Carillon and Benton

A second reason I wanted to write Ancient Trust is because I love Carillon and Benton together. (Not romantically or sexually, Benton would never. But in all the ways they’re absolutely chosen family for each other, yes.) 

As I’ve mentioned elsewhere, Benton definitely falls somewhere on the autistic spectrum, but his life circumstances have given him clarity around what rules and expectations apply right now. He started out working as a hallboy and then a footman in a country house. When the Great War began, he served in the trenches, before being assigned as Carillon’s batman or soldier-servant when Carillon was assigned as an officer to their unit. When Carillon was pulled out for Intelligence work, he took Benton along – and discovered along the way that Benton was capable of learning quite a lot more magical technique and practical skills than he’d been taught so far. (You can see some of this in On The Bias, in 1925.) 

By the point we see them in Ancient Trust, they’ve settled into a life of expeditions punctuated by a few months back in Albion. They’re always moving on into some new setting, but Benton is clear about what Carillon wants out of him, and which parts Carillon will handle. And Benton, of course, brings an absolute pragmatism and attention to detail to all his work. 

I loved getting to write Ancient Trust seeing both of their takes on what was going on, and what information was and wasn’t available. Their mutual comfort with each other and trust in each other is an absolute delight to me. 

Connections to others

The last part of this is what I knew I wanted to do with this piece. For authors, this kind of reader magnet is meant to be an introduction to your characters, world, and writing that hopefully entices people to try out more of your work. Obviously, this is going to work better (and honestly, also be more fun) if you can tie in more than a couple of people. 

I’d been putting off writing this piece (despite having the opening scene in my head for quite a while, including Carillon’s comment: 

“I fear, Benton, that we must accustom ourselves to a new mode of address.” 

But as I kept nudging the outline, I realised that the timing of this allowed me to do some fascinating things with other characters. Ancient Trust overlaps with Outcrossing, my first book, which meant I could show Carillon’s meeting with Rufus (the hero of that book) from the other point of view.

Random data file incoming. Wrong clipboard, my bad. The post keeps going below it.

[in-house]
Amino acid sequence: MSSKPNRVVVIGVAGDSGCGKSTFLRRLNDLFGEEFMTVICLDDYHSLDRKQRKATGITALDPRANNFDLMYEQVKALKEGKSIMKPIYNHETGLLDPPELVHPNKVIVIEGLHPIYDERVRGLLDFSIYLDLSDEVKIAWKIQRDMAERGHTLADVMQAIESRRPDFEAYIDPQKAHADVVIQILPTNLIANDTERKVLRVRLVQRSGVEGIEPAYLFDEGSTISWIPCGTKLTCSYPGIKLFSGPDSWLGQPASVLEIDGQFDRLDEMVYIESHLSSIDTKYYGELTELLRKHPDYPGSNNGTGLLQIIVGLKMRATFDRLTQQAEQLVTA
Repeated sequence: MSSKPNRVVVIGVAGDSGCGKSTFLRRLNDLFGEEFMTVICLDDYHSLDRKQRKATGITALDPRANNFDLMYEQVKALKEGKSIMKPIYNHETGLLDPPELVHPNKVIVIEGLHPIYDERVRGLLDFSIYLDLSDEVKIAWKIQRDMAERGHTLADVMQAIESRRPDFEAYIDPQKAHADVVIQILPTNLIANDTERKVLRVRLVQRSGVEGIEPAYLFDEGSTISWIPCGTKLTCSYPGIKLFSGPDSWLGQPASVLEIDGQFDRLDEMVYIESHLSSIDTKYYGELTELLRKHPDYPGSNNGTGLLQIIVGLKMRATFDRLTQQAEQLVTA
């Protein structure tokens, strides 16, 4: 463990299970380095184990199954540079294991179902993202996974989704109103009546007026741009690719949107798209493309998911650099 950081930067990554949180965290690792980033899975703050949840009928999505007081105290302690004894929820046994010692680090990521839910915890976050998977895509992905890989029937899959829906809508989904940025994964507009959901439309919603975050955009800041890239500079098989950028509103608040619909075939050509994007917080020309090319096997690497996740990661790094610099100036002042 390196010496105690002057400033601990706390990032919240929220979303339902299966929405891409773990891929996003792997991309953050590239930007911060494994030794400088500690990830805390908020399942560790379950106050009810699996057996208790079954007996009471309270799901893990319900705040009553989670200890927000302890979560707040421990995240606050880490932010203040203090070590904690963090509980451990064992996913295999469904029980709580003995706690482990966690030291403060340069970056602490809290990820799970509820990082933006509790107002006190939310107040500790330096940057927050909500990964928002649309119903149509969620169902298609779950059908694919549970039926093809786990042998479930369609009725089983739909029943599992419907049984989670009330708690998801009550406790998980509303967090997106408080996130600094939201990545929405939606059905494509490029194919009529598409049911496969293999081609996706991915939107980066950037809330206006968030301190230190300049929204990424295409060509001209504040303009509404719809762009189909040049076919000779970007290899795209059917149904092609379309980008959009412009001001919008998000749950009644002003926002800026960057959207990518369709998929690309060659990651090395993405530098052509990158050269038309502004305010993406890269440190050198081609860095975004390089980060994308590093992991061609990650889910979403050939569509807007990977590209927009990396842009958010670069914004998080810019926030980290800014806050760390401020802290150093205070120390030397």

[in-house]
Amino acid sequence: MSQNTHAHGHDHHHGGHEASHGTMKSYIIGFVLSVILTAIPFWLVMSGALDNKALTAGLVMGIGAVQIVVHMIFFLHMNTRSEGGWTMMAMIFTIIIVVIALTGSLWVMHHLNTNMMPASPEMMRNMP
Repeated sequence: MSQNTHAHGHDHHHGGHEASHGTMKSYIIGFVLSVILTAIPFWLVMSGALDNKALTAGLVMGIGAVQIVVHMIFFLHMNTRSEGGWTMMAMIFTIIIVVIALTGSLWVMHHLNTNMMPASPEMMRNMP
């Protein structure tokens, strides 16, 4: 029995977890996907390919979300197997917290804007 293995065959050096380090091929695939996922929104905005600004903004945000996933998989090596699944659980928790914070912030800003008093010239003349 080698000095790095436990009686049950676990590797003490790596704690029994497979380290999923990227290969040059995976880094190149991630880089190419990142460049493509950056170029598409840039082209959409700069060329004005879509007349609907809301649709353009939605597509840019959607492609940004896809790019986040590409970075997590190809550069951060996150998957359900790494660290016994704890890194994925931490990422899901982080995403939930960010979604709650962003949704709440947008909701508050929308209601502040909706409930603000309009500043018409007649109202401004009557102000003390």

I also knew that Carillon had been friends with Giles for quite some time, since before the Great War, and that one of the things he is quietly furious about is the sort of warfare that involves gas attacks, like the one that blinded Giles. What I didn’t entirely know – until I wrote Ancient Trustwas how the Edgartons fit into that. 

When Captain Kate Lefton (newly married) and then Richard Edgarton showed up at the end of Outcrossing, I knew that these were people Carillon trusted, but also that that trust was relatively new and untested. I also knew he was very new to his title and had only recently returned to Ytene, so he’s not yet confident in his own connection to the estate and the land magic.

(Including, in this case, whether he could reliably pull off the soc-and-sac judicial magic, which requires the Lord of the land’s permission, and also someone who has the land magic connection and judicial magic knowledge to make it work. Richard Edgarton, as a Lord in his own right and also a magistrate, makes an excellent substitute. But of course, when I wrote Outcrossing, there was a lot I didn’t know about any of these characters yet.) 

I loved having a chance to explore how Carillon comes into the Edgarton’s circle, why he trusts them as quickly as he does (largely because he trusts Giles), and he is absolutely clear they’re competent in their own areas of skill and knowledge. 

Again, if you haven’t read Ancient Trust, it’s a novella (so a quick read) and you can get it for free by signing up for my newsletter. Enjoy! 

Happily ever after, no kids

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One of my romance spaces was talking about romances that don’t presume a child is necessary for the happily-ever-after of the romance. If you’ve read my work, obviously I’ve got a mix in here. I thought it might be interesting to talk about the variations. 

(I obviously think people can find happiness in a whole bunch of different configurations and life choices. My characters make a wide range of choices, both in the immediate aftermath of a book and further down the road.)

Cover of In The Cards displayed in a gleaming silver frame, with purple flowers on the right and a purple velvet high-heeled shoes.
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Summer (any time) reading fun